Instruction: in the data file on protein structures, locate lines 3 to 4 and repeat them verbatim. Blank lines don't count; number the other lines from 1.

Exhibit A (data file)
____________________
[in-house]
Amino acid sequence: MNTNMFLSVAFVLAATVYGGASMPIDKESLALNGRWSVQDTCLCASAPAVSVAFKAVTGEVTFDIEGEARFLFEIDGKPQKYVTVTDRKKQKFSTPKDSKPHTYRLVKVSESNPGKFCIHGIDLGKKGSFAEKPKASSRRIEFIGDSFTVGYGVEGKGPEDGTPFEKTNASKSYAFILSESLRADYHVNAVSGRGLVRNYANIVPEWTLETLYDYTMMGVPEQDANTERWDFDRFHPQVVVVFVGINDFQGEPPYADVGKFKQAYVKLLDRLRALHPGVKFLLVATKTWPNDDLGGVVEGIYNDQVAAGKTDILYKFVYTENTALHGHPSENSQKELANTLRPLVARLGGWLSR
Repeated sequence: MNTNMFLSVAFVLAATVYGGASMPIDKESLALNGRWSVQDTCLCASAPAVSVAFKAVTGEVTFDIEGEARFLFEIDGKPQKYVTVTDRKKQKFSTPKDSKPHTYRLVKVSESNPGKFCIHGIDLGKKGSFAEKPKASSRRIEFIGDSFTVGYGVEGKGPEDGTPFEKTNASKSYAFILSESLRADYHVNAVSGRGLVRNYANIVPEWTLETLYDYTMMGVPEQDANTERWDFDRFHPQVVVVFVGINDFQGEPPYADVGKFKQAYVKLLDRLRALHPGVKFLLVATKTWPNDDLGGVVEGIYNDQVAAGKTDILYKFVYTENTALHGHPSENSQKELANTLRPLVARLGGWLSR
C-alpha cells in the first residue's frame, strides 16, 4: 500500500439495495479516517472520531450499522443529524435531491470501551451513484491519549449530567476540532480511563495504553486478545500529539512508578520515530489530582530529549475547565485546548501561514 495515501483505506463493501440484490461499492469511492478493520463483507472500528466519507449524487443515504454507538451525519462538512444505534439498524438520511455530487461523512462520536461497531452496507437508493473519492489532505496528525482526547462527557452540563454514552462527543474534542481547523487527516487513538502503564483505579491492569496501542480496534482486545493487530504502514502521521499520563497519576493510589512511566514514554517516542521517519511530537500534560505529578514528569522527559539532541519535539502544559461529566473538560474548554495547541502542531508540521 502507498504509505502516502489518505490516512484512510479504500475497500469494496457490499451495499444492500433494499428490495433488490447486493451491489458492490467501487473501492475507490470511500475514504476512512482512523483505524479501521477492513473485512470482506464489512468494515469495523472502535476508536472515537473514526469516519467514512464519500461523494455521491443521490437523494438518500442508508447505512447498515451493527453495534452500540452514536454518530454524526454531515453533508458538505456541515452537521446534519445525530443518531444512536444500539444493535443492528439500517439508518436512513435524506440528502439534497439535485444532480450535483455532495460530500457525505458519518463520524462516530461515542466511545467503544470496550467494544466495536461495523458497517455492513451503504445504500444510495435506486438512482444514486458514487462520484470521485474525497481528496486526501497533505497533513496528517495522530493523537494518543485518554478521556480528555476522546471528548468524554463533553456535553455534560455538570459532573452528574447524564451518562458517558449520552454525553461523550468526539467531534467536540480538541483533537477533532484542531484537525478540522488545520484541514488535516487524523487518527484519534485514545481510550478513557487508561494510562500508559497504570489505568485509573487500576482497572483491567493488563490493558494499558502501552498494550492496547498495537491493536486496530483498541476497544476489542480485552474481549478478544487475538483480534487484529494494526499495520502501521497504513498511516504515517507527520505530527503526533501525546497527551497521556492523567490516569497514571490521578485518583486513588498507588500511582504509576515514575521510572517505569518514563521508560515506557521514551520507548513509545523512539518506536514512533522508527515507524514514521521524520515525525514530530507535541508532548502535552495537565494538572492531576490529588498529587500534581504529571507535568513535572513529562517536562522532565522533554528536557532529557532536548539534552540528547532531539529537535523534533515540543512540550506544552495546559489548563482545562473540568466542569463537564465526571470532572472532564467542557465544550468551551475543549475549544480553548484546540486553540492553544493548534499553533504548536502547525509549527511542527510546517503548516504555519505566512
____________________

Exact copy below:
Repeated sequence: MNTNMFLSVAFVLAATVYGGASMPIDKESLALNGRWSVQDTCLCASAPAVSVAFKAVTGEVTFDIEGEARFLFEIDGKPQKYVTVTDRKKQKFSTPKDSKPHTYRLVKVSESNPGKFCIHGIDLGKKGSFAEKPKASSRRIEFIGDSFTVGYGVEGKGPEDGTPFEKTNASKSYAFILSESLRADYHVNAVSGRGLVRNYANIVPEWTLETLYDYTMMGVPEQDANTERWDFDRFHPQVVVVFVGINDFQGEPPYADVGKFKQAYVKLLDRLRALHPGVKFLLVATKTWPNDDLGGVVEGIYNDQVAAGKTDILYKFVYTENTALHGHPSENSQKELANTLRPLVARLGGWLSR
C-alpha cells in the first residue's frame, strides 16, 4: 500500500439495495479516517472520531450499522443529524435531491470501551451513484491519549449530567476540532480511563495504553486478545500529539512508578520515530489530582530529549475547565485546548501561514 495515501483505506463493501440484490461499492469511492478493520463483507472500528466519507449524487443515504454507538451525519462538512444505534439498524438520511455530487461523512462520536461497531452496507437508493473519492489532505496528525482526547462527557452540563454514552462527543474534542481547523487527516487513538502503564483505579491492569496501542480496534482486545493487530504502514502521521499520563497519576493510589512511566514514554517516542521517519511530537500534560505529578514528569522527559539532541519535539502544559461529566473538560474548554495547541502542531508540521 502507498504509505502516502489518505490516512484512510479504500475497500469494496457490499451495499444492500433494499428490495433488490447486493451491489458492490467501487473501492475507490470511500475514504476512512482512523483505524479501521477492513473485512470482506464489512468494515469495523472502535476508536472515537473514526469516519467514512464519500461523494455521491443521490437523494438518500442508508447505512447498515451493527453495534452500540452514536454518530454524526454531515453533508458538505456541515452537521446534519445525530443518531444512536444500539444493535443492528439500517439508518436512513435524506440528502439534497439535485444532480450535483455532495460530500457525505458519518463520524462516530461515542466511545467503544470496550467494544466495536461495523458497517455492513451503504445504500444510495435506486438512482444514486458514487462520484470521485474525497481528496486526501497533505497533513496528517495522530493523537494518543485518554478521556480528555476522546471528548468524554463533553456535553455534560455538570459532573452528574447524564451518562458517558449520552454525553461523550468526539467531534467536540480538541483533537477533532484542531484537525478540522488545520484541514488535516487524523487518527484519534485514545481510550478513557487508561494510562500508559497504570489505568485509573487500576482497572483491567493488563490493558494499558502501552498494550492496547498495537491493536486496530483498541476497544476489542480485552474481549478478544487475538483480534487484529494494526499495520502501521497504513498511516504515517507527520505530527503526533501525546497527551497521556492523567490516569497514571490521578485518583486513588498507588500511582504509576515514575521510572517505569518514563521508560515506557521514551520507548513509545523512539518506536514512533522508527515507524514514521521524520515525525514530530507535541508532548502535552495537565494538572492531576490529588498529587500534581504529571507535568513535572513529562517536562522532565522533554528536557532529557532536548539534552540528547532531539529537535523534533515540543512540550506544552495546559489548563482545562473540568466542569463537564465526571470532572472532564467542557465544550468551551475543549475549544480553548484546540486553540492553544493548534499553533504548536502547525509549527511542527510546517503548516504555519505566512